Type
Article

Meanland: The obscure object of e-reading desire

I’m delighted that less sycophantic views of the career of the late Apple CEO Steve Jobs are being voiced – here on Overland, and also in the Guardian – and it’s comforting to know that I’m not the only one bewildered by the businessman’s glorification as a ‘visionary’ and a ‘creative genius’. While it may be uncouth to speak ill of the dead, I would like to begin this blog by citing journalist Tanya Gold’s view of Jobs’ consumer gadgets as objects which, far from revolutionising the world, have simply made it easier for people to ‘routinely ignore each other in public’. The now common pathological indulgence in the virtual stimuli provided ad infinitum via iPhones has made us less connected to our physical environments and has, according to Gold, made it possible for us to ‘communicate [our] indifference better’. If so, could it be said that e-book readers such as iPads, despite their appearance of making books and writing more accessible, have in fact made us more indifferent toward books and have turned us into worse readers?

In his superbly prophetic 1997 book The Plague of Fantasies, the Slovenian Marxist philosopher Slavoj Žižek observes that the much hyped ‘interactivity’ of cyberspace is accompanied by ‘its shadowy and much more uncanny supplement/double, the notion of “interpassivity”’. According to Žižek, our belief that ‘with the new electronic media, the passive consumption of a text or a work of art is over’ is supported by the crucial fantasy of the electronic medium itself transcending the position of the object and becoming a subject that actively ‘takes from me, deprives of me, my own passive reaction of satisfaction … so it is the object itself that “enjoys the show”’. In other words, for us to become interactive participants in the electronic universe, an electronic object (a computer screen, the internet, etc) is subjectified – or, if one must, humanised – so that it can absorb and sublate the passivity of our traditional role as mere spectators. The electronic equipment, in short, takes on a life of its own.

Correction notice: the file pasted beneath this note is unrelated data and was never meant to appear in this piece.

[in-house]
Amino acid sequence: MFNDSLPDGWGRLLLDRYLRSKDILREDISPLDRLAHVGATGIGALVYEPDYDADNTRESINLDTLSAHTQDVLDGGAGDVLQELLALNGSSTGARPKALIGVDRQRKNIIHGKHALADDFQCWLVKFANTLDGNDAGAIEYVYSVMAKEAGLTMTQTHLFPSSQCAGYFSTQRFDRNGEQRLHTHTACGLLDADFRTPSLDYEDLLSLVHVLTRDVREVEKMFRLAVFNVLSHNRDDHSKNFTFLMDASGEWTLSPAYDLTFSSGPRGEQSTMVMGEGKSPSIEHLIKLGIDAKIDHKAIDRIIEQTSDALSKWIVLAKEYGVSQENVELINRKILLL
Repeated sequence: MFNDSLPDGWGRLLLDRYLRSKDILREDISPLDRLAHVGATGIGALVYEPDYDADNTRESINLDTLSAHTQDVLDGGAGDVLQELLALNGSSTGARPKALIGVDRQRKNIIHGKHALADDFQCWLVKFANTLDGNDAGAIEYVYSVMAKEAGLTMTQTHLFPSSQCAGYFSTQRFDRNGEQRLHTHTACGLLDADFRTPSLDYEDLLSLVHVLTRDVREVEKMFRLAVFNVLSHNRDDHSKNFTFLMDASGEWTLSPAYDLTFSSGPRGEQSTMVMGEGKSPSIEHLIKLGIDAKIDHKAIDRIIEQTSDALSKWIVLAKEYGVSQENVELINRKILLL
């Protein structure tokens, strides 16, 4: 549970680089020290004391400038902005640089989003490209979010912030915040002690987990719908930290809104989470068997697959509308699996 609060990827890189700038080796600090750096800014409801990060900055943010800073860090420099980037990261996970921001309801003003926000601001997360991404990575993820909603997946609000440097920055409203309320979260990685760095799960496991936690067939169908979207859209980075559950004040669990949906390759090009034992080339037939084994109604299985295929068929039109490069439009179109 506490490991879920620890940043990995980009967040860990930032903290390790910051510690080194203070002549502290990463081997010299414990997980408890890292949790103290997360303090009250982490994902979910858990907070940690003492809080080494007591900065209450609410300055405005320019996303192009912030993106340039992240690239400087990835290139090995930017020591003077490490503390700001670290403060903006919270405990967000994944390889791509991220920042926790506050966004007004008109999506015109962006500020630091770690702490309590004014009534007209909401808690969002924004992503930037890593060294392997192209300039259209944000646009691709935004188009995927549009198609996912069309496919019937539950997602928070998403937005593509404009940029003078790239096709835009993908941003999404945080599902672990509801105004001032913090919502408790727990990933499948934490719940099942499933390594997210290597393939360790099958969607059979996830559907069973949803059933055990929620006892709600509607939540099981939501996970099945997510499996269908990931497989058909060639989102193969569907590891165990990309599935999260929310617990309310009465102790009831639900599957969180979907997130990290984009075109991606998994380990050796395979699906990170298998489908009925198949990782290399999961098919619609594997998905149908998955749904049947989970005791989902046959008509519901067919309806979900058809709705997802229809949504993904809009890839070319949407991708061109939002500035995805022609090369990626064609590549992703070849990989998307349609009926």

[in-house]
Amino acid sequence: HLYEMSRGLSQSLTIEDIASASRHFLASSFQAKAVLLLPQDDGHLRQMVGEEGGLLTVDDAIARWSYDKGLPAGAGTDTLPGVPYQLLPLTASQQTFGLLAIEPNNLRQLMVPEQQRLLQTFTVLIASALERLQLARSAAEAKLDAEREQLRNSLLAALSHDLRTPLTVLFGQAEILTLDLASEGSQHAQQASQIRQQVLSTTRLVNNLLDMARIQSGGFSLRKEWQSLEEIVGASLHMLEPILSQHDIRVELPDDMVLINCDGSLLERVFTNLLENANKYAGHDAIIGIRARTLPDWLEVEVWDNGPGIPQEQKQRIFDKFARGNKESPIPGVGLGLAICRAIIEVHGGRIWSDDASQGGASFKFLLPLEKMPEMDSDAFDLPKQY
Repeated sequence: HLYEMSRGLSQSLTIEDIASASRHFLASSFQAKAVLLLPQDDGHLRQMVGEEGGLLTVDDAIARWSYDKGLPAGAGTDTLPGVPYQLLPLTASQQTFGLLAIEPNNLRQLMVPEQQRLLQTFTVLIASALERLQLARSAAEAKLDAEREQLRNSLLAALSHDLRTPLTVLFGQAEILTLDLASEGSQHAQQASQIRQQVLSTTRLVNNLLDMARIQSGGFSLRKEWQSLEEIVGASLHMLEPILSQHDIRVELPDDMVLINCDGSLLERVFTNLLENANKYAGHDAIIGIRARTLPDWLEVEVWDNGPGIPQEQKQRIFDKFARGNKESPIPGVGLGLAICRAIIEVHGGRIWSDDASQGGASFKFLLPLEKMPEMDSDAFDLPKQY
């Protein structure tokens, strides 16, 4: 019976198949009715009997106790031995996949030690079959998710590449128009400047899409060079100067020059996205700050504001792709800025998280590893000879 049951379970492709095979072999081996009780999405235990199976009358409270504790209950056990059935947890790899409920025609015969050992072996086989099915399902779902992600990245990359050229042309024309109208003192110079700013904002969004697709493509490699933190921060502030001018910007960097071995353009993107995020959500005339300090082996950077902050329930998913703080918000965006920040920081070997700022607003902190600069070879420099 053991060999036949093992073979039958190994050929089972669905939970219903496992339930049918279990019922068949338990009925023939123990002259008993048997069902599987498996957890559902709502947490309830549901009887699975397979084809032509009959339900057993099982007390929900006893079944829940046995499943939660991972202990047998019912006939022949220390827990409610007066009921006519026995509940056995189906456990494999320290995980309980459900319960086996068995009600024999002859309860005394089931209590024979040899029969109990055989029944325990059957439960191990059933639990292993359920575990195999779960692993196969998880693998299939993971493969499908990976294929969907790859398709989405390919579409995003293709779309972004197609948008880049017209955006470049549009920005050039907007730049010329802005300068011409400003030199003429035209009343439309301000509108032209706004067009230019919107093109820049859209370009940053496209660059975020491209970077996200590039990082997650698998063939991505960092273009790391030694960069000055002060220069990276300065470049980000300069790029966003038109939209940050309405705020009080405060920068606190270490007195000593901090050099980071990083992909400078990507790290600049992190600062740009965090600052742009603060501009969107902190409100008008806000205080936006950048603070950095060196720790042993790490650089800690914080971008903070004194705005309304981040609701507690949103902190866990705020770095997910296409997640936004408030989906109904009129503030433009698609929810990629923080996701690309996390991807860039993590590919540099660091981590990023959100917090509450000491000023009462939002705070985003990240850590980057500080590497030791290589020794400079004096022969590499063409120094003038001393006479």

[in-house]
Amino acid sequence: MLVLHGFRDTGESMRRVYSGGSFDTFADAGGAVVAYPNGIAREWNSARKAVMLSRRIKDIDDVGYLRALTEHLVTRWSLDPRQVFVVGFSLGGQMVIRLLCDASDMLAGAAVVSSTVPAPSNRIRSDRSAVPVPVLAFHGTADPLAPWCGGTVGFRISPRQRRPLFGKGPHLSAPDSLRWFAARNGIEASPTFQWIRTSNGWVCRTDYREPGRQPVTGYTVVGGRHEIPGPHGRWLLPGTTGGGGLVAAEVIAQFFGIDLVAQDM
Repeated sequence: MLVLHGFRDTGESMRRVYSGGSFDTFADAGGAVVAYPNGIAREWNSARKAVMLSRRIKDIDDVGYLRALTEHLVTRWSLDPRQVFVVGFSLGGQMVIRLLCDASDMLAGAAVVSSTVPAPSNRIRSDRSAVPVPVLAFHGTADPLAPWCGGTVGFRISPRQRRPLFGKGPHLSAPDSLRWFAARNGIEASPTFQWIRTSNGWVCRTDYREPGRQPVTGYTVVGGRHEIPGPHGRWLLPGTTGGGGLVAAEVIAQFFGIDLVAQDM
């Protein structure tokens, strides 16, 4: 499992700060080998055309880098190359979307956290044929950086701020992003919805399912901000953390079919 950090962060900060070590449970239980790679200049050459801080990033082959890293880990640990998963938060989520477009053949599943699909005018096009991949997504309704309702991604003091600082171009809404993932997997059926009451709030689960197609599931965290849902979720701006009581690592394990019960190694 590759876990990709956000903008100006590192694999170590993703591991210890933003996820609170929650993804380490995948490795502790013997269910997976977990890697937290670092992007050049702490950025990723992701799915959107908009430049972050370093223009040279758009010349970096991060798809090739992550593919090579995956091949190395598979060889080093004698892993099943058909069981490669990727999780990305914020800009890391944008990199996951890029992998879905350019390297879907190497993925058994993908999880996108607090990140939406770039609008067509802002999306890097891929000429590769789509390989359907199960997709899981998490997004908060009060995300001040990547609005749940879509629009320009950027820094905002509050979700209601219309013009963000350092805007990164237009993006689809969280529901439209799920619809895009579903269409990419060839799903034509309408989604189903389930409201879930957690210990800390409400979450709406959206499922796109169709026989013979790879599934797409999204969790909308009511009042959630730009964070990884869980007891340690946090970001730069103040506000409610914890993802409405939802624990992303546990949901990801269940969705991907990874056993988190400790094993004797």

I believe a similar interpassivity could result in the e-reader becoming a subject capable of depriving people of the pleasure of reading. Here, to paraphrase Jacques Lacan’s notion à la Žižek, the electronic gadget may become the subject supposed to read. The thing’s owner, compelled by the fantasy of limitless electronic interactivity offered by the object, is likely to transfer her desire for passive satisfaction (that is, the simple pleasure of reading) onto the inanimate thing that is now no longer just an electronic device but an infinitely erudite subject which, in the words of one e-reader enthusiast, ‘allows you to carry a library in your pocket’; the e-reader becomes, in the true sense of the word, the reader. The iPad, the Kindle and the like, by virtue of being entrusted with so many very cheap (and in many cases, free) ebooks and other digital publications, come to take up, contain and hence enjoy these electronic texts, and therefore the gadget’s owner himself is relieved/deprived of the chore/pleasure of dealing with – i.e. reading – the texts. And it follows that this freedom/deprivation would make the owner of an e-reader read fewer books.

It is very difficult to find reliable statistical proof to confirm or negate a correlation between a rise in e-reader consumption and a decline in reading among e-reader users. Surveys conducted into the effects of e-readers on reading habits are mostly rapturous about the supposedly beneficial effects of these devices as these surveys are almost all conducted by the very companies that manufacture e-readers. When such data is collected by putatively impartial researchers, the analyses and interpretations of results are often always pro-business, i.e. favourable to the agendas of electronics manufacturing giants and publishing companies determined to maximise profits by eliminating the cost of printing and distribution.

According to a United Business Media report, for example, the results of a recent poll in the United States supposedly prove that ‘those who have e-Readers, in fact, read more’. This statement is one among many extremely problematic hypotheses in this report. The e-reader owners surveyed had most probably been avid book readers prior to purchasing their e-readers – hence their purchasing an e-reader in the first place – and they would have read more than non e-reader users with or without the electronic equipment. The answers to the only question asked of the participants in this poll concerning ‘change in reading habits’ does not at all confirm e-readers as reading enhancement devices: 62 per cent of the e-reader users surveyed believed that the gadget had not compelled them to read more than before; and of these, 19 per cent answered that they read less than before or not as readily as before.